At Demonstration, UF Group Campaigns For Syrian Refugee Scholarships


For Rana Al-Nahhas, the Syrian refugee crisis hits close to home.

A few years ago, her cousin was sitting on his bedroom floor in Syria when a bullet burst through the window and zipped across his bed.

“If the series of events played differently, he would have ended up on the bed, and he would have had his life taken,” she said.

Al-Nahhas, who was born in the U.S., is of Syrian decent, and she has distant family living there. She is the president of the University of Florida chapter of Students Organize for Syria, a student-led movement with chapters at other universities across the United States.

UF’s chapter held a silent demonstration — called “Save a Seat for Syria” — Tuesday afternoon at the university’s Turlington Plaza, where they passed around a petition and distributed information about the crisis in Syria.

The petition’s purpose is to encourage UF to award scholarships to Syrian refugees so they can attend the university.

“Our fundamental purpose is to get enough signatures … so that five Syrian refugee students can come to the University of Florida and receive an education, and UF would pay for them in full,” said Rebecca Prince, a UF student who participated in the demonstration.

If UF waives tuition costs, the International Institute of Education’s Syria Consortium will cover the living costs, Al-Nahhas said.

The consortium has brought together more than 150 universities globally as part of a campaign called “Books Not Bombs,” which pushes universities to provide scholarships for Syrian students so they can continue their educations in a safe environment.

Al-Nahhas said that the purpose of Tuesday’s demonstration was to show that education is a fundamental human right.

Other Florida universities, including Florida State University, the University of South Florida and the University of Central Florida, held demonstrations Tuesday for the same purpose.

Hassan Syed, vice president of UF’s Students Organize for Syria chapter, said that he has seen the struggle that Syrian refugees face firsthand at his mosque in South Florida.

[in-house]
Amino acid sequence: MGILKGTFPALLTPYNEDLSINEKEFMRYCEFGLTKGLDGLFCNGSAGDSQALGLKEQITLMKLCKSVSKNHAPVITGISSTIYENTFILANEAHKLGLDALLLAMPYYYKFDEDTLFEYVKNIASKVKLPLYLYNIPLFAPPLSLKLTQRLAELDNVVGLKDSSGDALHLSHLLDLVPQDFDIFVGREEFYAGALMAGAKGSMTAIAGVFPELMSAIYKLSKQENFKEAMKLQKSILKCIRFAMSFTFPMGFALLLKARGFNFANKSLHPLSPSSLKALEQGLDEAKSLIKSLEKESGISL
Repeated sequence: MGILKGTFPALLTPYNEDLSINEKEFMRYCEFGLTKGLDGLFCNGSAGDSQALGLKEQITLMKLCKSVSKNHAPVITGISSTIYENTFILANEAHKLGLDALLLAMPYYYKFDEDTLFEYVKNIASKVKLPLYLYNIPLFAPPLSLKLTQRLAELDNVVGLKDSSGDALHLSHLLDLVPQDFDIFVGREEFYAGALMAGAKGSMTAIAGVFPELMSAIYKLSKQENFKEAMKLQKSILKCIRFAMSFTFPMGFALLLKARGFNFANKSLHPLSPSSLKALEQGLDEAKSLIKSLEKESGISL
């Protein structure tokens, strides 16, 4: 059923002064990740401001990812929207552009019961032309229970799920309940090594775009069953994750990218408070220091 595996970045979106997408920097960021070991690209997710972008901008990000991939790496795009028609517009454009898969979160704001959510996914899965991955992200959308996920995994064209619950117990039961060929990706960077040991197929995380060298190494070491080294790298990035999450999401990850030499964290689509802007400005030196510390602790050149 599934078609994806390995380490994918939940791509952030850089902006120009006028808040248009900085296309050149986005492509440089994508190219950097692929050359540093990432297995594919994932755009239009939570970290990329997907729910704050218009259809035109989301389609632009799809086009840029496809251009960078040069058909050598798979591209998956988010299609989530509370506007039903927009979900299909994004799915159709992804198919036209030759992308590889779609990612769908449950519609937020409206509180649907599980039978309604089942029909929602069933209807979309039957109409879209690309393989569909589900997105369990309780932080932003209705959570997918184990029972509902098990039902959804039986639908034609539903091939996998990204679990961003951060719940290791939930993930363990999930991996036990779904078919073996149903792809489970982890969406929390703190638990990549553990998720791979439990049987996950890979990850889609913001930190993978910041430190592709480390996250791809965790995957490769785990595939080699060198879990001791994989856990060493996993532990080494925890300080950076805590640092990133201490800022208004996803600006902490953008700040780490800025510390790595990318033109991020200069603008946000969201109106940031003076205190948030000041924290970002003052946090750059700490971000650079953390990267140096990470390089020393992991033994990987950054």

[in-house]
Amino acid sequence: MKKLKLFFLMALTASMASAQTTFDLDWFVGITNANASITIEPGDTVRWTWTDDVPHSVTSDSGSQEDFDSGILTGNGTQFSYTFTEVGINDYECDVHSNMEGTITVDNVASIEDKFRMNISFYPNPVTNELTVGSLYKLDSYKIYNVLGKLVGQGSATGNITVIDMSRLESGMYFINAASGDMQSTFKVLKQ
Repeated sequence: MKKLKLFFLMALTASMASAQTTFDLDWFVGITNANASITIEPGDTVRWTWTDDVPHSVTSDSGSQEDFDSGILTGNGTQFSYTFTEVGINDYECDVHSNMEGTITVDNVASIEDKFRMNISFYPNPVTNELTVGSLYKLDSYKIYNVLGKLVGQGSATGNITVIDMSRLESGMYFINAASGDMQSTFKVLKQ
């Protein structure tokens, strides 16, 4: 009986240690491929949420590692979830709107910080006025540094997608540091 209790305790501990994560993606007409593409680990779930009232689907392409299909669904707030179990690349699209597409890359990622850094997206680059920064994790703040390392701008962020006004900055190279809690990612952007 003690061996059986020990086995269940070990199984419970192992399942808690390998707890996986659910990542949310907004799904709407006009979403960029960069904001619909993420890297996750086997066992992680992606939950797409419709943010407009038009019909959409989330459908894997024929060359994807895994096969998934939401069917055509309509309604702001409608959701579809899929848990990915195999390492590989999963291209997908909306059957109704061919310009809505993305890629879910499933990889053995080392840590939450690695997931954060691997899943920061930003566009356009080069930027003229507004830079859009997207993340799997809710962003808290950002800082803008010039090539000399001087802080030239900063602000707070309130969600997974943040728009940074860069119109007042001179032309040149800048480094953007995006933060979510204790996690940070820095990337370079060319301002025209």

The membership there includes a family of refugees who came to Florida with little or no money and knew no one, Syed said.

“Just knowing that they’ve been through this and seeing them have the ability to even smile and laugh anymore after what they’ve been through, it’s both amazing and it’s sad,” he said. “It makes me feel better about myself and appreciate what I have.”

Syed said that the refugee family includes a son who will be going to college soon and that they don’t know how they can afford for him to.

During the demonstration, UF student Mashli Fleurestil sat on the ground and held a sign that read, “Education is a human right.”

“I think that’s something people forget often is that these students are humans just like we are,” she said, “and they have dreams and desires and passions just like we do.”

Fleurestil said she feels personally connected to the cause because she’s friends with Rana Al-Nahhas.

“As the headlines came out about what’s happening in Syria and politicians started to mention Syria, it became personal automatically because it wasn’t just Syrian refugees anymore,” Fleurestil said. “This is Rana. This is Rana’s family. So there was a face to the population I was hearing about in the news.”

Al-Nahhas said that the war in Syria is the worst humanitarian crisis today.

“I think it’s our obligation to say something,” she said. “Innocent people are dying. This is just my duty as a human being.”

About Michaela Steakley

Michaela Steakley is a reporter for WUFT News and can be reached at 352-392-6397 or

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